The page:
After a lifetime of making films that were explicit homages to his beloved Manhattan, Woody Allen seems to have reached the “European vacation” phase of his career. He obviously doesn’t know England (Match Point) or Spain (Vicky Cristina Barcelona) as well as he knows the Upper West Side, but these new locales have inspired him and even loosened him up. When describing his latest, Midnight in Paris, one feels compelled to use French pastry analogies: It’s a bonbon, a macaroon, a petit four.
The role of Woody Allen will this time be played by the droll Owen Wilson—who, with his WASPy looks marred by that fabulously crooked nose, has always struck me as Robert Redford’s comedy doppelganger. Turns out, he’s an excellent, if unlikely, stand-in. Wilson has a child-like sense of awe about him, so he represents the romantic side of Woody’s nature well.
Here, he plays Gil, a Hollywood screenwriter vacationing in Paris with his fiancée Inez (Rachel McAdams). Gil is disenchanted with life in L.A.—he’s working on a novel and fantasizes about living the bohemian life in Paris, like his expat heroes Hemingway and Fitzgerald. Inez is slightly alarmed by this fantasy. She’s signed up for a wealthy hack, not a struggling artist.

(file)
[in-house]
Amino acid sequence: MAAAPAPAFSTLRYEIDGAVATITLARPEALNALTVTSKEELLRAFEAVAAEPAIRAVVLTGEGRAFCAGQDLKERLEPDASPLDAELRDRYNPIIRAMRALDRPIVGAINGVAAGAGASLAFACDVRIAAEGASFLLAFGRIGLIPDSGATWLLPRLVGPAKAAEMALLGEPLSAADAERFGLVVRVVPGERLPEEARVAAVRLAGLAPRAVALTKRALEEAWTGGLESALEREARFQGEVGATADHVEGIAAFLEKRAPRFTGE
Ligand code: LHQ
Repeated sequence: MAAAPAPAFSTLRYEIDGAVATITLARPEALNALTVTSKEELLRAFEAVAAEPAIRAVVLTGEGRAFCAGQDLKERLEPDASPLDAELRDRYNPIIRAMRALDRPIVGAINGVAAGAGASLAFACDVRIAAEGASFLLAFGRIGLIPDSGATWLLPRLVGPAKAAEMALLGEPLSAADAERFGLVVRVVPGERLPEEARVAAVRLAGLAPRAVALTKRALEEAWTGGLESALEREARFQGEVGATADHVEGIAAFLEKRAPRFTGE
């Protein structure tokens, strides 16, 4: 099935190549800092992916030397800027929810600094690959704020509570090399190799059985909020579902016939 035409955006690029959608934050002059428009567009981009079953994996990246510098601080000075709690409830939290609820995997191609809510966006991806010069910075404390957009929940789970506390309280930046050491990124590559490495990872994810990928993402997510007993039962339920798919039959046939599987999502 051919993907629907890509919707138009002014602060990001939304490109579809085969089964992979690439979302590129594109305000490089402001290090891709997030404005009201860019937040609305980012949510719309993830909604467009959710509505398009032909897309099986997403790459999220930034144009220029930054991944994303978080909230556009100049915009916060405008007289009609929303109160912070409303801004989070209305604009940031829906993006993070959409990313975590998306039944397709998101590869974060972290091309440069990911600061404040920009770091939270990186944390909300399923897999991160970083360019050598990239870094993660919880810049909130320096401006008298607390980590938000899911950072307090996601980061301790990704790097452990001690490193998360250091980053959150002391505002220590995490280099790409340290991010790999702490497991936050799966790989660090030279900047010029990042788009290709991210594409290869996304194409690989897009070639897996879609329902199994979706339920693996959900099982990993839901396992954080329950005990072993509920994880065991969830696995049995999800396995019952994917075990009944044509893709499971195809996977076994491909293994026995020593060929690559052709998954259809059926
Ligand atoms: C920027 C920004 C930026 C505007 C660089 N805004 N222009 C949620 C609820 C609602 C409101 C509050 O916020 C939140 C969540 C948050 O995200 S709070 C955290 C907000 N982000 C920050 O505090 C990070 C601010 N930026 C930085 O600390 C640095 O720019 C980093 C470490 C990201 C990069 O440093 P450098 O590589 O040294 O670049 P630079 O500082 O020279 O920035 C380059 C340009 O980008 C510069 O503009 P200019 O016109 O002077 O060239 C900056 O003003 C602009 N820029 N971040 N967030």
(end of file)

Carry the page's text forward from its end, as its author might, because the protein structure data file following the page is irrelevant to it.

To complicate matters, an old friend of Inez’s, the kind of self-important prat that Woody loves to make fun of—embodied here by the great British actor Michael Sheen (gossip alert: McAdams and Sheen met and fell in love on the set of this movie—ooh la la)—is also in Paris, and more than willing to squire Inez around and show off his ample (if slightly suspect) knowledge of French art.
One night, while wandering around Paris dejectedly, Gil sees an old-fashioned car. The passengers seem giddy and full of joie de vivre. They beckon for Gil to join them. He ends up at a party where everyone is dressed in roaring ’20s attire. There’s a man at the piano doing a very good Cole Porter impression, and a young couple passing themselves convincingly as Zelda and F. Scott Fitzgerald. Gil suddenly realized that this isn’t a costume party—it’s the real deal. He’s been magically transported to Paris in the ’20s. What’s more, these geniuses seem charmed by him—and they take him seriously as a fellow artist.
The rest of the film alternates between Gil, struggling during the day to placate his increasingly irritated fiancée, and disappearing at night into an alternate universe where Gertrude Stein (Kathy Bates) is giving him writing advice, Ernest Hemingway (Corey Stoll) is teaching him how to be more of a man, and Salvador Dali (Adrian Brody, just perfect) is making intriguingly obtuse non sequitors. He is perhaps most enchanted, though, by Adriana (Marion Cotillard), the erstwhile girlfriend of Picasso and something of an artist’s muse. She takes a liking to him as well, and suddenly he finds himself falling in love with more than just the time period.
Allen is smart enough to represent the opposing view of Gil’s fantasy–namely, that nostalgia is misguided, that the happy don’t pine for the past, they live soundly in the present.
But when nostalgia is this delightful, who would want to resist?